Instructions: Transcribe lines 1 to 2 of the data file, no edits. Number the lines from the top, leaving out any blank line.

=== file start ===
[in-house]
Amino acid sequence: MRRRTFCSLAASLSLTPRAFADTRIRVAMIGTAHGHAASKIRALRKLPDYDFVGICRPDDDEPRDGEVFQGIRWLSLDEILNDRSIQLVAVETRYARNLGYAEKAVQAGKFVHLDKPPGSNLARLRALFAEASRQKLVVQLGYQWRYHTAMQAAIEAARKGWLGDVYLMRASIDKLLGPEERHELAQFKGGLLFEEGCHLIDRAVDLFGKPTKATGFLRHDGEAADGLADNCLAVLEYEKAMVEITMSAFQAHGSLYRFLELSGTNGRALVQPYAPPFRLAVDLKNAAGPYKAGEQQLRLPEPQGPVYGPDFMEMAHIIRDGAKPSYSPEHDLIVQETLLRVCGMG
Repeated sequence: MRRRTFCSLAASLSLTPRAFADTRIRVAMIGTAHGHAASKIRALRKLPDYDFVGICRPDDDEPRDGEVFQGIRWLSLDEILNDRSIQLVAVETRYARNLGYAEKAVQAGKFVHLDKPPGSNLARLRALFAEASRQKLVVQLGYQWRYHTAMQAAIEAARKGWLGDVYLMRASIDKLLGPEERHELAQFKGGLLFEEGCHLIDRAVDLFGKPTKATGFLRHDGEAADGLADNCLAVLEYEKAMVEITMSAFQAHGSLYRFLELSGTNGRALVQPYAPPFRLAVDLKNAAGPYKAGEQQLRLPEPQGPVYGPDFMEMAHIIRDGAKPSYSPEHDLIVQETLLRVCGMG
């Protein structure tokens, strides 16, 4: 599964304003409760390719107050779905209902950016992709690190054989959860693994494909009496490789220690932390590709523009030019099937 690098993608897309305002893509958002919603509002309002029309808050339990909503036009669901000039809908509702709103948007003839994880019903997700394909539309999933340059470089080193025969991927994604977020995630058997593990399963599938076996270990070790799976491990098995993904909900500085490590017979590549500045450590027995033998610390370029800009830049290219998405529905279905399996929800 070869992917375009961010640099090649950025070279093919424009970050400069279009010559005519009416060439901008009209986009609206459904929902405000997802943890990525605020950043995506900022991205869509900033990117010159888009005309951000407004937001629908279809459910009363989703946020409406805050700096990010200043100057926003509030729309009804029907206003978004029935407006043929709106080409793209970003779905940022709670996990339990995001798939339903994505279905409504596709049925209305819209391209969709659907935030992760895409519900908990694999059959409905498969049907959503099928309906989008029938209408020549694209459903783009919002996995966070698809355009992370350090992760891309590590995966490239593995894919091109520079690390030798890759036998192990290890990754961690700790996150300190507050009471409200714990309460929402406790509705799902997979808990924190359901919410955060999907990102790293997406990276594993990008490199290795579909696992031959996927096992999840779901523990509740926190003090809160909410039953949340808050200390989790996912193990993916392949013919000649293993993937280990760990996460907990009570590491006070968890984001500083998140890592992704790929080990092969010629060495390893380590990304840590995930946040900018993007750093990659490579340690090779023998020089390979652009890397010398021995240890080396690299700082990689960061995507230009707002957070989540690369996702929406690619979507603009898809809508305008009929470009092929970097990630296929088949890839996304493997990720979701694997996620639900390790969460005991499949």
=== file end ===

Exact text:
[in-house]
Amino acid sequence: MRRRTFCSLAASLSLTPRAFADTRIRVAMIGTAHGHAASKIRALRKLPDYDFVGICRPDDDEPRDGEVFQGIRWLSLDEILNDRSIQLVAVETRYARNLGYAEKAVQAGKFVHLDKPPGSNLARLRALFAEASRQKLVVQLGYQWRYHTAMQAAIEAARKGWLGDVYLMRASIDKLLGPEERHELAQFKGGLLFEEGCHLIDRAVDLFGKPTKATGFLRHDGEAADGLADNCLAVLEYEKAMVEITMSAFQAHGSLYRFLELSGTNGRALVQPYAPPFRLAVDLKNAAGPYKAGEQQLRLPEPQGPVYGPDFMEMAHIIRDGAKPSYSPEHDLIVQETLLRVCGMG